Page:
Thursday, June 22, 2017

In short: Power Rangers (2017)

Going in, I was very much rooting for this attempt to reboot the Power Rangers (without directly repurposing existing Japanese sentai product for once) as some sort of teen superhero blockbuster franchise, probably for the market of ten to twenty year olds. There is, at least before Sony’s next Spiderman attempt hits us, a huge hole in the the big two superhero universes where the classic teen superhero belongs, and I, at least always had a big place in my heart for this particular sub-genre.

The film was directed by Dean Israelite, whom you may know from his bland and rather confused teen time machine movie Project Almanac. There are unfortunate parallels between the two films, when it comes to a lack of basic coherence and what we in the movie watching biz like to call a lack of a point.

For unfortunately, Power Rangers really doesn’t cut the mustard, thanks to weird tonal shifts between earnestness and humour the script doesn’t work for at all, sluggish pacing, and bland teen melodrama that clearly wants to be “edgy” and inclusive but doesn’t actually go anywhere from the good start of having a group of actually diverse – if terribly clean cut – teens as its protagonists. What goes for character development is so thin it really should have been over and done with in twenty minutes with no reason at all for it to take up most of the movie.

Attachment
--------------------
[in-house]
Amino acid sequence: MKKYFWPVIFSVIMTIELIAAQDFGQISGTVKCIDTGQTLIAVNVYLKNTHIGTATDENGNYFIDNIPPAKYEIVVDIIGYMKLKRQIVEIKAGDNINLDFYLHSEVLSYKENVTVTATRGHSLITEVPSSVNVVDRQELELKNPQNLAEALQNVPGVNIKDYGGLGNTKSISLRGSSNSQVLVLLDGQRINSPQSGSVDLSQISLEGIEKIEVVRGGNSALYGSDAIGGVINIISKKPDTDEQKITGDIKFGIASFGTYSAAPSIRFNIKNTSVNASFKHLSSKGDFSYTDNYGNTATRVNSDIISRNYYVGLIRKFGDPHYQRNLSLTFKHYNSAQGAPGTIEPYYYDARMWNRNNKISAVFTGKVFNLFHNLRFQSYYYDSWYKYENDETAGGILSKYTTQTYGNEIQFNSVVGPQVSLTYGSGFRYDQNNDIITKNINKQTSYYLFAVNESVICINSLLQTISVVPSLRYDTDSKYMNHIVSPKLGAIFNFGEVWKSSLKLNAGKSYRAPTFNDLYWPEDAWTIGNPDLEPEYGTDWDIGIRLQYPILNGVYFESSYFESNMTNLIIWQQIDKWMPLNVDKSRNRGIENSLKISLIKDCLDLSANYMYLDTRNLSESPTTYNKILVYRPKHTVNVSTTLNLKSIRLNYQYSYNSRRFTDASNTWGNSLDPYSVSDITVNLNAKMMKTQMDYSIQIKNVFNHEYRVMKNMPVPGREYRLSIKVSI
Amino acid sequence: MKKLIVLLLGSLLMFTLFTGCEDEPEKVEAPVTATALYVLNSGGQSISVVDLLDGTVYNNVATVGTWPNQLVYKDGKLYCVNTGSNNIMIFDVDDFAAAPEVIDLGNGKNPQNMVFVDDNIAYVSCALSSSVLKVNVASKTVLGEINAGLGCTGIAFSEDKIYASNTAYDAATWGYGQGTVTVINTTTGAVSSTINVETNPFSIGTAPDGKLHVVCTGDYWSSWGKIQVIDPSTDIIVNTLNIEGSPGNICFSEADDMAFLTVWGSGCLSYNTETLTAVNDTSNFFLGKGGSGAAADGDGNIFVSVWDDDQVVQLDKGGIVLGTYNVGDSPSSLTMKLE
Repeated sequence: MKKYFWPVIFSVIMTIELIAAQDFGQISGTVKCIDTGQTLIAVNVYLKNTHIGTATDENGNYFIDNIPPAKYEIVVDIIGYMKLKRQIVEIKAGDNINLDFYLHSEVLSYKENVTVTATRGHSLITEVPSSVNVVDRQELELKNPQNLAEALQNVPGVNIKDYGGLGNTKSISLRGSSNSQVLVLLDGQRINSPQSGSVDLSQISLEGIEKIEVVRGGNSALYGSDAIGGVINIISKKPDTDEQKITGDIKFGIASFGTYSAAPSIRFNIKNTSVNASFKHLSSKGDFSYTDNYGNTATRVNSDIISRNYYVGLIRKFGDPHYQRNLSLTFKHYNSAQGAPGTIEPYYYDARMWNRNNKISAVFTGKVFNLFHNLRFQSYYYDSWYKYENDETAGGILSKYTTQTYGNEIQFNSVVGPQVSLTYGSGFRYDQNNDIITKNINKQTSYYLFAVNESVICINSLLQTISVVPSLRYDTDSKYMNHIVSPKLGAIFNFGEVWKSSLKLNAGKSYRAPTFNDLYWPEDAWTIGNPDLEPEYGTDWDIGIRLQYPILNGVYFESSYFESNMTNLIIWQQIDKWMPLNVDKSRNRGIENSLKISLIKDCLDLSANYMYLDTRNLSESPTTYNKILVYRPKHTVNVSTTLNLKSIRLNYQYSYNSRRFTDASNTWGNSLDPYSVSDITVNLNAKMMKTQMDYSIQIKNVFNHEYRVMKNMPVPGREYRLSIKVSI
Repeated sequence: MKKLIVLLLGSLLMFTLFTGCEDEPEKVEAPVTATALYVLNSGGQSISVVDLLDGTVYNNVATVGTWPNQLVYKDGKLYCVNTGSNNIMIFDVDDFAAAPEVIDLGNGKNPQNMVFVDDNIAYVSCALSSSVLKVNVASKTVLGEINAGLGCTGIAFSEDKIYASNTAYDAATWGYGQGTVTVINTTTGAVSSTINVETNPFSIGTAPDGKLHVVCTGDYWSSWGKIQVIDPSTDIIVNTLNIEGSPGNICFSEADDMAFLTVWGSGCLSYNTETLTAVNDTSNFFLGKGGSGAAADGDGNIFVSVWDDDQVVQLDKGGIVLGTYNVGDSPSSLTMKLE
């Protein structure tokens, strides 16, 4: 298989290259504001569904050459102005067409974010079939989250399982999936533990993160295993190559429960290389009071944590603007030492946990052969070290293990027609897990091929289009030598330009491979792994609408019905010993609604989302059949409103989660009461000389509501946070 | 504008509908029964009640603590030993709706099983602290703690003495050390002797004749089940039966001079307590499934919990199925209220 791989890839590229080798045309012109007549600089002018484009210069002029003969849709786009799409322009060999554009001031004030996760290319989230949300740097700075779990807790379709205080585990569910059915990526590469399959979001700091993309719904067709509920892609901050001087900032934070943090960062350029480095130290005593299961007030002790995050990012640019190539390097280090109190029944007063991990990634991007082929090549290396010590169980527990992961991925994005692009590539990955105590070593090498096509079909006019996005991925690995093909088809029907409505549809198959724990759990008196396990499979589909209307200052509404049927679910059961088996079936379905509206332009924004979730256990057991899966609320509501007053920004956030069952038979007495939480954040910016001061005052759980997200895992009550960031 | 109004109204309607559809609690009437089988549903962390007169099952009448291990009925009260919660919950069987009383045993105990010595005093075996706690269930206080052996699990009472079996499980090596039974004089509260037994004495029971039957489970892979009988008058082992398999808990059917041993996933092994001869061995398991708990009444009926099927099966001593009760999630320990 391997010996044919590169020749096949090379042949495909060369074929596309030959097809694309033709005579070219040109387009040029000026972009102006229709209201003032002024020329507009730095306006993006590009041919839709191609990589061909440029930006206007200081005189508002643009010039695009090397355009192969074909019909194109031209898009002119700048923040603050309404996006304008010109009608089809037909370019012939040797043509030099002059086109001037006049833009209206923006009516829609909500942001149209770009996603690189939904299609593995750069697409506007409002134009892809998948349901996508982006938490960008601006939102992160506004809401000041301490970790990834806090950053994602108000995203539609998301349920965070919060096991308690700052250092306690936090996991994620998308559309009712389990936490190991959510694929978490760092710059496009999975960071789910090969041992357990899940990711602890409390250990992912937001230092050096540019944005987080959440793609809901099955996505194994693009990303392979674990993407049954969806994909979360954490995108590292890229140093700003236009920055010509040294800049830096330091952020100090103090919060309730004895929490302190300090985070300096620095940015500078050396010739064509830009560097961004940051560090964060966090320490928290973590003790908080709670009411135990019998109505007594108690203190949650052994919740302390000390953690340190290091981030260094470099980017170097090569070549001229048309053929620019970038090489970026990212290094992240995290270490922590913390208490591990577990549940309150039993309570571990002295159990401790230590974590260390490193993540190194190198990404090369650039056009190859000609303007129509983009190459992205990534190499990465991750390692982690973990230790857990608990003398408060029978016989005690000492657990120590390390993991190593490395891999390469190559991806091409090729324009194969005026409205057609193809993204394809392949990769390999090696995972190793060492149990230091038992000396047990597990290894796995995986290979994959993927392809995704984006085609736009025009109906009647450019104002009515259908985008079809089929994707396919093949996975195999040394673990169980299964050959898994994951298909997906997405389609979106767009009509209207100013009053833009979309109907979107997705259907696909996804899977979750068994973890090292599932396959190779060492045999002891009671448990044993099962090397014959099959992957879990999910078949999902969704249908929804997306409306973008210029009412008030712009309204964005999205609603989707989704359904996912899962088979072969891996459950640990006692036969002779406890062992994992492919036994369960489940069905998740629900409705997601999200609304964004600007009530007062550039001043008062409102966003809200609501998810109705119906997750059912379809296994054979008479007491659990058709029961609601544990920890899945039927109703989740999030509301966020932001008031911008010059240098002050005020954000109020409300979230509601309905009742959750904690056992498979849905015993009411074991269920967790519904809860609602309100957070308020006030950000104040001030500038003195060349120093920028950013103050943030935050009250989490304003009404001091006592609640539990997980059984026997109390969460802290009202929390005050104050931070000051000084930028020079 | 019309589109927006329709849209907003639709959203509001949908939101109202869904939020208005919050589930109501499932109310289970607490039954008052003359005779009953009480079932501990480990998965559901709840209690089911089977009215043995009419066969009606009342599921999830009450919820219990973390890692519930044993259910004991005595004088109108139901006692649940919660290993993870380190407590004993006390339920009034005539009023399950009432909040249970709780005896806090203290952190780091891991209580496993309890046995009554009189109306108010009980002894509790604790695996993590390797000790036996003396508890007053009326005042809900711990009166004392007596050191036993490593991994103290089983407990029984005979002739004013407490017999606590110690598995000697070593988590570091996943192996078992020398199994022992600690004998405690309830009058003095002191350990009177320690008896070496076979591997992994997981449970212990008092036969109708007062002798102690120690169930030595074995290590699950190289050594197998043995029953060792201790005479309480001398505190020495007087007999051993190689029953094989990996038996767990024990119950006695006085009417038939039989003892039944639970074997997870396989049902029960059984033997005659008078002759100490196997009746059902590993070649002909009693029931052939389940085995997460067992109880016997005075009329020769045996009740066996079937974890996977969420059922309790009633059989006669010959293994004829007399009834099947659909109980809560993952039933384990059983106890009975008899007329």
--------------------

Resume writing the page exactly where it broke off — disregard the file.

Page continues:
Worst of all is the production’s decision to have its superpowered teens do nothing heroic beyond a training montage for the first ninety minutes of the film’s bloated two hour runtime, leaving what would be the warm-up fight coming in the first half hour in any decent superhero flick as the supposed climax of this one.

It’s a mind-boggling decision but then, there’s a lot about the film that doesn’t hang together at all. Why have the kids exclusively train melee fights when all they’ll ever do is jump into their mecha, ahem zoids? And really, why is there no non-robo punching in a Power Rangers movie? Why have a scene where big bad Rita Repulsa (Elizabeth Banks) tries to turn the Yellow Ranger when nothing comes of it and it never comes up again? And so on, and so forth. The whole film screams “production problems” - five names in its writing credits and its complete pointlessness are not exactly small hints that something went very wrong here.

No comments: